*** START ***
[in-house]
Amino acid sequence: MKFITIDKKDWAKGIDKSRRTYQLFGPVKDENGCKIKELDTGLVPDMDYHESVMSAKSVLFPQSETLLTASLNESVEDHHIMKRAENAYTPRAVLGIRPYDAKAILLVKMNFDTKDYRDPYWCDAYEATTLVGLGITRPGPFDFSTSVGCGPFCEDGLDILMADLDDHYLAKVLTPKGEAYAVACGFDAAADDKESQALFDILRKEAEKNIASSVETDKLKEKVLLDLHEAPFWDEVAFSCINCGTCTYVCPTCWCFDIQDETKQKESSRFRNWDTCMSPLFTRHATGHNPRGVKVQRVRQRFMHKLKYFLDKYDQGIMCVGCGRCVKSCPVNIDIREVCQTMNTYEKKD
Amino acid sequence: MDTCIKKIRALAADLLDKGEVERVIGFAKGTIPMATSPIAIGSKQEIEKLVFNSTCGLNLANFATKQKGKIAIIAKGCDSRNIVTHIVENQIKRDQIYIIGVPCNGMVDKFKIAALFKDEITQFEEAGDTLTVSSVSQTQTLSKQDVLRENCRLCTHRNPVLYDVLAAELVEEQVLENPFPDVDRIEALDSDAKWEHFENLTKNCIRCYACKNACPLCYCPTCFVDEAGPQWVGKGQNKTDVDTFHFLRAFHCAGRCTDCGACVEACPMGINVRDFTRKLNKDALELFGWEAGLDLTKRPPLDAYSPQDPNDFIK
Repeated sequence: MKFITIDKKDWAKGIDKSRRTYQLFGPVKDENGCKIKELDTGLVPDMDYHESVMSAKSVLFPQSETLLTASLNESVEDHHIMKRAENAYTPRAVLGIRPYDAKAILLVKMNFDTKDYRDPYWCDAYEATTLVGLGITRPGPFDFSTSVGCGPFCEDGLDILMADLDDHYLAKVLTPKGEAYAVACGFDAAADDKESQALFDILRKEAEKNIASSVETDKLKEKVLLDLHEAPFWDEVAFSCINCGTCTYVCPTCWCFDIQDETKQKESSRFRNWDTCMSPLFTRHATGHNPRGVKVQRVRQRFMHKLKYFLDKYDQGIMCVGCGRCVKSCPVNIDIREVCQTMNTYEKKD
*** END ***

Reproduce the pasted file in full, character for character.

[in-house]
Amino acid sequence: MKFITIDKKDWAKGIDKSRRTYQLFGPVKDENGCKIKELDTGLVPDMDYHESVMSAKSVLFPQSETLLTASLNESVEDHHIMKRAENAYTPRAVLGIRPYDAKAILLVKMNFDTKDYRDPYWCDAYEATTLVGLGITRPGPFDFSTSVGCGPFCEDGLDILMADLDDHYLAKVLTPKGEAYAVACGFDAAADDKESQALFDILRKEAEKNIASSVETDKLKEKVLLDLHEAPFWDEVAFSCINCGTCTYVCPTCWCFDIQDETKQKESSRFRNWDTCMSPLFTRHATGHNPRGVKVQRVRQRFMHKLKYFLDKYDQGIMCVGCGRCVKSCPVNIDIREVCQTMNTYEKKD
Amino acid sequence: MDTCIKKIRALAADLLDKGEVERVIGFAKGTIPMATSPIAIGSKQEIEKLVFNSTCGLNLANFATKQKGKIAIIAKGCDSRNIVTHIVENQIKRDQIYIIGVPCNGMVDKFKIAALFKDEITQFEEAGDTLTVSSVSQTQTLSKQDVLRENCRLCTHRNPVLYDVLAAELVEEQVLENPFPDVDRIEALDSDAKWEHFENLTKNCIRCYACKNACPLCYCPTCFVDEAGPQWVGKGQNKTDVDTFHFLRAFHCAGRCTDCGACVEACPMGINVRDFTRKLNKDALELFGWEAGLDLTKRPPLDAYSPQDPNDFIK
Repeated sequence: MKFITIDKKDWAKGIDKSRRTYQLFGPVKDENGCKIKELDTGLVPDMDYHESVMSAKSVLFPQSETLLTASLNESVEDHHIMKRAENAYTPRAVLGIRPYDAKAILLVKMNFDTKDYRDPYWCDAYEATTLVGLGITRPGPFDFSTSVGCGPFCEDGLDILMADLDDHYLAKVLTPKGEAYAVACGFDAAADDKESQALFDILRKEAEKNIASSVETDKLKEKVLLDLHEAPFWDEVAFSCINCGTCTYVCPTCWCFDIQDETKQKESSRFRNWDTCMSPLFTRHATGHNPRGVKVQRVRQRFMHKLKYFLDKYDQGIMCVGCGRCVKSCPVNIDIREVCQTMNTYEKKD